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History of Forest

Prior to European settlement, the Northumberland hills were covered in mixed-hardwood forests with towering beech, maple, hickory and white pines as well as tallgrass prairie and oak savannah. Once discovered, however, the region's White Pine were harvested and sent to Europe for use as ship masts and settlers harvested the trees for building and fuel as well as cleared land for agriculture. The region's sandy soils did not support agriculture for long as nutrients were quickly depleted. Erosion and the flooding became a growing concern. Appeals from farmers, and townships throughout southern Ontario, particularly on the Oak Ridges Moraine prompted large scale reforestation efforts to stop the erosion and retain precipitation that was causing flooding.  

In 1910, representatives of the United Counties of Northumberland and Durham petitioned the Provincial Government for funds for financial assistance to reforest approximately 15, 000 acres of degraded lands in these counties. The result was the 1921 Reforestation Act which enabled the Province to enter into agreements for reforestation, development and management of such lands owned by counties. Over 40 years approximately four million trees were planted.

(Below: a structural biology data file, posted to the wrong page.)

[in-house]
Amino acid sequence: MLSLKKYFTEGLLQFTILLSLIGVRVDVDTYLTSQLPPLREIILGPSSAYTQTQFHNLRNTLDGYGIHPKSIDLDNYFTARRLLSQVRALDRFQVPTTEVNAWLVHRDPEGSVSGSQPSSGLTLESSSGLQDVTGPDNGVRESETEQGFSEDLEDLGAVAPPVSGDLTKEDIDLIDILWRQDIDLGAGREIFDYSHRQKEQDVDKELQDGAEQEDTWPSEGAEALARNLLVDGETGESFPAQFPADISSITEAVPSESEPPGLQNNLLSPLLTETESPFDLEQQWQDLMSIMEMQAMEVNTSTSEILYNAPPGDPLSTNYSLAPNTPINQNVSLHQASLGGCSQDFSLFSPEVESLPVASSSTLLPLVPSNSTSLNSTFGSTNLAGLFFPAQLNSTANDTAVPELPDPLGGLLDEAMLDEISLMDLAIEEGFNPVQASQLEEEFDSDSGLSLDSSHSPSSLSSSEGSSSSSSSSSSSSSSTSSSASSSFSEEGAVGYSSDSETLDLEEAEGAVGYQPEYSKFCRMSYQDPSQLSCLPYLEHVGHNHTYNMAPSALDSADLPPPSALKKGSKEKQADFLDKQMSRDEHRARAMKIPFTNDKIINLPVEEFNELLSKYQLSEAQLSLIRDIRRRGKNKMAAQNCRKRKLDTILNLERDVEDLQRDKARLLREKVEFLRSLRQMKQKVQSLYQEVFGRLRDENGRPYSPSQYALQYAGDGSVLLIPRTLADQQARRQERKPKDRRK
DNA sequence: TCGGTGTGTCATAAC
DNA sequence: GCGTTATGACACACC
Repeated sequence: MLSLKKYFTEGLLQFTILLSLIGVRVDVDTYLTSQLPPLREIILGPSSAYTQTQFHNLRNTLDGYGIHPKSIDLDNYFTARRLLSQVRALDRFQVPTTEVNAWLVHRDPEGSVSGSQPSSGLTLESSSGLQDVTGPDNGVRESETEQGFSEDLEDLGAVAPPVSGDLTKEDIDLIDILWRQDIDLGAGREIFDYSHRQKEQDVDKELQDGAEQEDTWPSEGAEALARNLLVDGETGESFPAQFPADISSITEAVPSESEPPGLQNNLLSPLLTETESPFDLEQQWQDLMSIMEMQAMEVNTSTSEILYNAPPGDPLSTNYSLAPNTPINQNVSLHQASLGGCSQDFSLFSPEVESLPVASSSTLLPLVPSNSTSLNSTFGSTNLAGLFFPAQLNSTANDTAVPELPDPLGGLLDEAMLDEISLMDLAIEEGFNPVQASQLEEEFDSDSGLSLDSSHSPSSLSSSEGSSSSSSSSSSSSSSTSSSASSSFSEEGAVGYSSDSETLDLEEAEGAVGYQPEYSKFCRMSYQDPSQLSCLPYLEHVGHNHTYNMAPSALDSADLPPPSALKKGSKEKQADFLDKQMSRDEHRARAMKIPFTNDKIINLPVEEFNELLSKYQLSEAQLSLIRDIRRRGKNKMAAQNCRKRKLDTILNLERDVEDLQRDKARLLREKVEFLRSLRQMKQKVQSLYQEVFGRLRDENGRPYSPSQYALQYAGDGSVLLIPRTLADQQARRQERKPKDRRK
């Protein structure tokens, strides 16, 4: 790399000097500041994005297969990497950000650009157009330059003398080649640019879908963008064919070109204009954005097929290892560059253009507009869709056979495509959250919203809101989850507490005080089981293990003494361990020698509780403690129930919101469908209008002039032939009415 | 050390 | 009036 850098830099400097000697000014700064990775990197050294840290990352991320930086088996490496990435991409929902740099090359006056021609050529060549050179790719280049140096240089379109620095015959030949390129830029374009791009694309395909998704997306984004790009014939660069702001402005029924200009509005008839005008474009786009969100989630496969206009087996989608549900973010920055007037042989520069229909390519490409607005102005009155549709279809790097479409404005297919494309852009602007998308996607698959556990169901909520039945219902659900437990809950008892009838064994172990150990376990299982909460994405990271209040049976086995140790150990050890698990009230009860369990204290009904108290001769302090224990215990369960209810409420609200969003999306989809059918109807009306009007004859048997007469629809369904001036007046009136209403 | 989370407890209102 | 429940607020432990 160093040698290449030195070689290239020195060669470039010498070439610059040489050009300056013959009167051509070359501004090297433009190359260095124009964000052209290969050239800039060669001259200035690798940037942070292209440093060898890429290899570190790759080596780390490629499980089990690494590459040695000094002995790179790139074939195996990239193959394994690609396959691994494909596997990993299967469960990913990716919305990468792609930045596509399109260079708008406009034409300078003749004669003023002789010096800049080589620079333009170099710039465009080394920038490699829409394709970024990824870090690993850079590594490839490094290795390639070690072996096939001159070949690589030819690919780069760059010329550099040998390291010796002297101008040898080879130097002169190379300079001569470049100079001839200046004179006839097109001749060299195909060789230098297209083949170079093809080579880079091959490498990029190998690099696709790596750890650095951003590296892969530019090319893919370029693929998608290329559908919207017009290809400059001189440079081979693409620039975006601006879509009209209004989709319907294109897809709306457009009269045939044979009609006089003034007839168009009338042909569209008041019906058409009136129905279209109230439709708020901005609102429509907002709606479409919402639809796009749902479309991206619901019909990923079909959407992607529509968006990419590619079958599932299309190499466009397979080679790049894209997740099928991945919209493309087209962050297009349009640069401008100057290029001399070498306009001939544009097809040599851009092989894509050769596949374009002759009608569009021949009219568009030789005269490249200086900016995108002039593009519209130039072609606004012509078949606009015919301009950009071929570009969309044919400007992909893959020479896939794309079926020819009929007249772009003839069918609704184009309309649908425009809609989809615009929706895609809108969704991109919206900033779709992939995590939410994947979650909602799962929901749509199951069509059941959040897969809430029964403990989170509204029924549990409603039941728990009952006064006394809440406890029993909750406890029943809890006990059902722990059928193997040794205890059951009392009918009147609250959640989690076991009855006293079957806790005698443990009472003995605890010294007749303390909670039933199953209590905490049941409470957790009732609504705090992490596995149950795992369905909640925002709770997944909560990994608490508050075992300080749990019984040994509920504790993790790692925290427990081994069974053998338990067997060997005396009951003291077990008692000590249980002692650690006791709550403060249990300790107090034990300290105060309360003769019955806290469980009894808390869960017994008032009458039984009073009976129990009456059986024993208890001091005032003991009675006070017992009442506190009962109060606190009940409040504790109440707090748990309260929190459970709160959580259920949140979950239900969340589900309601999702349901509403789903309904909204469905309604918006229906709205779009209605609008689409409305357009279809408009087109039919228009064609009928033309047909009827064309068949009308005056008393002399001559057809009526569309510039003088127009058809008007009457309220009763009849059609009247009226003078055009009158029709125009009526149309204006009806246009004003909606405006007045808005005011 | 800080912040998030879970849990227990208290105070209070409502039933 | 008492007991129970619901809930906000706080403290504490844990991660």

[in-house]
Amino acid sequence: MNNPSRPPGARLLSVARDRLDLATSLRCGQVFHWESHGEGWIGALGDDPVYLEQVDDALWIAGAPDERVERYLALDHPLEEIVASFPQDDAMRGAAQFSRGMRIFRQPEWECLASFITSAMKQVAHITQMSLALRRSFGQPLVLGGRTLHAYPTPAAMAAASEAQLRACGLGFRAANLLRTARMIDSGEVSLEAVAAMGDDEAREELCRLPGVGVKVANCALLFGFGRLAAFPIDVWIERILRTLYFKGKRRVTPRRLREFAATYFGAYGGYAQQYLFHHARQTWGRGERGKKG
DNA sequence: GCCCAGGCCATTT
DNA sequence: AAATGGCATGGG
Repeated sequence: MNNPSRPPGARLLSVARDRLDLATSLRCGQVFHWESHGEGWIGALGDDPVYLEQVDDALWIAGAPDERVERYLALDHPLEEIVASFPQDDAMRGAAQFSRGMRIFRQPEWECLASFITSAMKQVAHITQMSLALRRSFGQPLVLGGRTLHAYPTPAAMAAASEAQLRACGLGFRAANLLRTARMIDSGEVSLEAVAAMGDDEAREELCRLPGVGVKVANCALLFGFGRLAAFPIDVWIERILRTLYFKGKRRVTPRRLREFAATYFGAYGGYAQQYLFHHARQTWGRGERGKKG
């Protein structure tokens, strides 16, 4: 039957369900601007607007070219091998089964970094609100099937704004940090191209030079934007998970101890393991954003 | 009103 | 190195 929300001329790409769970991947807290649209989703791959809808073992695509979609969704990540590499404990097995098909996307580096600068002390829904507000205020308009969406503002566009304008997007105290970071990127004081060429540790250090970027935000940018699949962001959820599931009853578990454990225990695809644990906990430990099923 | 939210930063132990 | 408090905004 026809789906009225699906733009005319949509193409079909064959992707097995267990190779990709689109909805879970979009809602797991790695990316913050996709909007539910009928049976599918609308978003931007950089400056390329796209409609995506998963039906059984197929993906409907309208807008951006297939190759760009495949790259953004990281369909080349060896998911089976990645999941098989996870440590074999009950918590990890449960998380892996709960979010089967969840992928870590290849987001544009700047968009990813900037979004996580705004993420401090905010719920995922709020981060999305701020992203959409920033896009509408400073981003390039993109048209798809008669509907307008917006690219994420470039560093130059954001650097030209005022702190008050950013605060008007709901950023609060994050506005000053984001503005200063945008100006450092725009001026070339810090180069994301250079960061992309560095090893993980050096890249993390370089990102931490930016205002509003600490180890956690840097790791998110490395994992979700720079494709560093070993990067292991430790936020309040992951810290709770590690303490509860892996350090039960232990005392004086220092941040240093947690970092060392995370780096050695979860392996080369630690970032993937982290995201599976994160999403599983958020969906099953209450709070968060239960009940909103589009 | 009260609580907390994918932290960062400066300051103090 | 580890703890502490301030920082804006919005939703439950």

The County of Northumberland purchased lands for reforestation and entered into an agreement with the Ministry of Natural Resources (MNR), then known as the Department of Lands & Forests, whereby the MNR managed the lands for forestry and the County maintained ownership. In 2000, responsibility for the forest's management reverted back to the County. The County is committed to implementing an environmentally responsible management plan for the Forest that includes silvicultural management, recreational use and ecological restoration and conservation. 

See the Forest Ecology, Forest Trails  and Forest Management sections for more information.

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